Diarrhea is much easier to address than nausea / vomiting, because now we know we’re dealing with the GI tract. As always, define duration:
- <2 weeks = Acute Diarrhea
- >1 month = Chronic Diarrhea
What about 2-4 weeks? It’s probably acute, though only time will tell. Never forget our most important question of all (for any complaint): Is it getting better, getting worse, or staying the same?
And as usual, also establish chronology. If the diarrhea’s been going on for a week, but the patient’s had prior similar episodes, consider it Chronic Diarrhea. [Then ask how long each prior episode lasted, & you might get insight into today’s].
Also, be sure it’s diarrhea, & not anal discharge. The latter would suggest STDs from anal sex.
As usual, we’ll touch on a bunch of interesting concepts (useful or not), & present a summary at the end.
Assess hydration as we discussed last posting; rehydration is the cornerstone of management. But mostly, we want to know the diagnosis. Acute Diarrhea is undoubtedly infectious. I only ascribe Acute Diarrhea to anything else if:
- Compromised host with fever — diarrhea may be non-specific component of Sepsis
- Elderly patient with cardiovascular risks — diarrhea + Abdominal Pain (usually severe) may have Mesenteric Ischemia
History can often localize a pathogen to the small vs. large intestine:
- Small Bowel: large volume, watery stools; non-bloody
- Large Bowel: frequent small-volume stools, with blood / mucus
MICROBIOLOGIC ETIOLOGY OF DIARRHEA
Small Intestine PathogensViruses
Large Intestine PathogensVirus
* = AIDS-related pathogens (Cryptosporidium also affects immunocompetent persons)
The main clinical question we face is: do we order a work-up? Since most acute diarrhea is viral, we usually don’t at first. Norovirus symptoms persist up to 72 hours, although normal stools may not resume for a week or two. Rotavirus lasts up to a week, adenovirus [uncommon] 12 days. During in the first 3-4 days of illness, don’t pursue tests.
But some situations warrant a bacterial Stool Culture & Sensitivity:
Cultures identify Salmonella, Shigella, and Campylobacter, sometimes Aeromonas. If the patient has diarrhea + pharyngitis, suspect Yersinia & request the lab search for it as well. Same media, just harder to notice without advance warning.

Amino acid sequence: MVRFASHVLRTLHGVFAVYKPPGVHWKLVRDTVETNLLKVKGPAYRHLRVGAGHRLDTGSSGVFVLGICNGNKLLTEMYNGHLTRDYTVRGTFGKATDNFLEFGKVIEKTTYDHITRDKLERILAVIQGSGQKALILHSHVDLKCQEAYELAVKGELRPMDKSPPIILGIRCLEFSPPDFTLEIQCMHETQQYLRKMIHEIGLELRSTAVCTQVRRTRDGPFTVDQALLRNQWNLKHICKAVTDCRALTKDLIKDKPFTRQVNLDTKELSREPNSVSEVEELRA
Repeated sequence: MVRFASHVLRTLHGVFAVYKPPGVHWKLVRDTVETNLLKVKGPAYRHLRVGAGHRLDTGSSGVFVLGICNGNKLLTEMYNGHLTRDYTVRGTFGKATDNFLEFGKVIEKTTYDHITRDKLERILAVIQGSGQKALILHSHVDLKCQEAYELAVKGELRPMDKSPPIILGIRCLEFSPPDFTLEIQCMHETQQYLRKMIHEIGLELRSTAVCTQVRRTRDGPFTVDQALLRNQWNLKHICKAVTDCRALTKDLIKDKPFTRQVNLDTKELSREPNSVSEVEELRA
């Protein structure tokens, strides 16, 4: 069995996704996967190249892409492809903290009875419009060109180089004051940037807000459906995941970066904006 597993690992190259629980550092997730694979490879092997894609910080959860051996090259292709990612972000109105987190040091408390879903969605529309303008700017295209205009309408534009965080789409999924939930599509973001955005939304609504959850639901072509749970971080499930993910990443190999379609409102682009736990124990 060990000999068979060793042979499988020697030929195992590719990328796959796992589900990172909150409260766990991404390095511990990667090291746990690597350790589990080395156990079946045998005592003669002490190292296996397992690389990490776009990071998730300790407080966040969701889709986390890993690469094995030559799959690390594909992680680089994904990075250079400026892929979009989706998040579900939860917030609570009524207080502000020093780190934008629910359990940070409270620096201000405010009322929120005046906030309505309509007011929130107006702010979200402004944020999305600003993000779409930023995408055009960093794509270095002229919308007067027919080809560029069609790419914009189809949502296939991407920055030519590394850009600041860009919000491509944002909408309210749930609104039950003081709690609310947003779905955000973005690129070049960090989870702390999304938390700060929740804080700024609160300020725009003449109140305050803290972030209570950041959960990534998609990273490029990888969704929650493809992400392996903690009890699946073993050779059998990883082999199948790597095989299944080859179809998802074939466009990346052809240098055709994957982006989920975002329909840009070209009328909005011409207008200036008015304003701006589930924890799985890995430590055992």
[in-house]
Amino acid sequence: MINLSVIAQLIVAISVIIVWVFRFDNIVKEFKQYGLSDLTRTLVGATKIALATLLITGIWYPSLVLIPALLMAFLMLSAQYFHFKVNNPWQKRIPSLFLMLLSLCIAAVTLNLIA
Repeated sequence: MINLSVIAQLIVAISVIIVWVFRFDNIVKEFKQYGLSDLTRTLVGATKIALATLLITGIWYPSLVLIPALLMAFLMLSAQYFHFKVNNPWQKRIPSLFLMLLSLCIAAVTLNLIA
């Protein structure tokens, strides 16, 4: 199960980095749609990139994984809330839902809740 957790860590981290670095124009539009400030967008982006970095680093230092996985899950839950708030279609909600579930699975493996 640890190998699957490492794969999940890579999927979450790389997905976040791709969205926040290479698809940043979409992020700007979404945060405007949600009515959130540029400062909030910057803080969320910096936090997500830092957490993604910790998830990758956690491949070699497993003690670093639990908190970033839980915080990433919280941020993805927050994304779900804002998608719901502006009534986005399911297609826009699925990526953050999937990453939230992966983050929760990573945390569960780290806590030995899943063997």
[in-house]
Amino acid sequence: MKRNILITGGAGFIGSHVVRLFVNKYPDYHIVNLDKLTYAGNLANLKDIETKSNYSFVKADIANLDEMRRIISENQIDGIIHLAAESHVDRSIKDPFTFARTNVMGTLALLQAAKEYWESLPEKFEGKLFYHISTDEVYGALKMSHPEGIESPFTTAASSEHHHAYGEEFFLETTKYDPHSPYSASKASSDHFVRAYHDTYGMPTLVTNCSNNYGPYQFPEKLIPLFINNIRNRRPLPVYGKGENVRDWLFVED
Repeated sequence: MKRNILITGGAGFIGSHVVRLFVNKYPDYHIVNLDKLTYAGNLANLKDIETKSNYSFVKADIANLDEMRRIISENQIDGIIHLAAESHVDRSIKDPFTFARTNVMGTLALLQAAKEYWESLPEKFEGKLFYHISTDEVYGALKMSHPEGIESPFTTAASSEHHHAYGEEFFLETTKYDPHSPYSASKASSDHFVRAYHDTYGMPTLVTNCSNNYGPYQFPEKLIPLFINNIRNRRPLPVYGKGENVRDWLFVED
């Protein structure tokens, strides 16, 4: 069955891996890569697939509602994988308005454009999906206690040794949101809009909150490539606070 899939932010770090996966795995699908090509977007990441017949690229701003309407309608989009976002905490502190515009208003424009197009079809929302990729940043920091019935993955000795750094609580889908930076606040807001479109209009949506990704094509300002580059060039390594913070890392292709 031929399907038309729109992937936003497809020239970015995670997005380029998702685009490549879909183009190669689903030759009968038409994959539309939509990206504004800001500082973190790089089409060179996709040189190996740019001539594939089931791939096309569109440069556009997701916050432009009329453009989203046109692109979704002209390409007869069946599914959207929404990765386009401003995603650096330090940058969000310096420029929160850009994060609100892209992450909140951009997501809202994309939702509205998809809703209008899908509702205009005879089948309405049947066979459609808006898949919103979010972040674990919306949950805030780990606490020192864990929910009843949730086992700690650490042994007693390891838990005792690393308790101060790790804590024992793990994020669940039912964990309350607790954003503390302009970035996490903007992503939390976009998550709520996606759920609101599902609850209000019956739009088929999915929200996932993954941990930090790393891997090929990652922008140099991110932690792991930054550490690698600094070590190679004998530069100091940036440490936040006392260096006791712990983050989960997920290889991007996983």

If there’s a history of bloody diarrhea and recent antibiotic use or hospitalization, order a separate specimen for C. difficile.
In the literature, you’ll read about several types of E. coli, with such similar nomenclature that the abbreviations become awfully confusing:
- Enterotoxigenic E. coli (ETEC): Travelers’ diarrhea
- Enteropathogenic E. coli (EPEC): similar clinically, but different strain
- Enteroaggregative E. coli (EAEC): similar clinically, found in developed world too
- Enteroinvasive E. coli (EIEC): invades colon, like Shigella
- Enterohemorrhagic E. coli (EHEC): toxin-producing
See what I mean? And cultures can’t distinguish any of these strains from plain old non-pathogenic E. coli that colonize healthy bowel & may constitute up to 4 lbs. of normal body weight. None require different management from other small- or large-bowel pathogens, except among travelers (while traveling), and cases of…
Enterohemorrhagic E. coli (EHEC), the “Jack-in-the-Box” 1993 culprit from undercooked meat (also an Odwalla apple juice outbreak, & many other sources); it presents a special problem. It’s not found by culture, but rather a test for the O157:H7 strain, which produces Shiga toxins that cause Hemolytic Uremic Syndrome (HUS), with some mortality & 50% requiring temporary dialysis. Since there are other EHEC culprit strains too, it’s best to test for Shiga Toxin 1 & 2 themselves, in addition to identifying actual strains for public health reasons.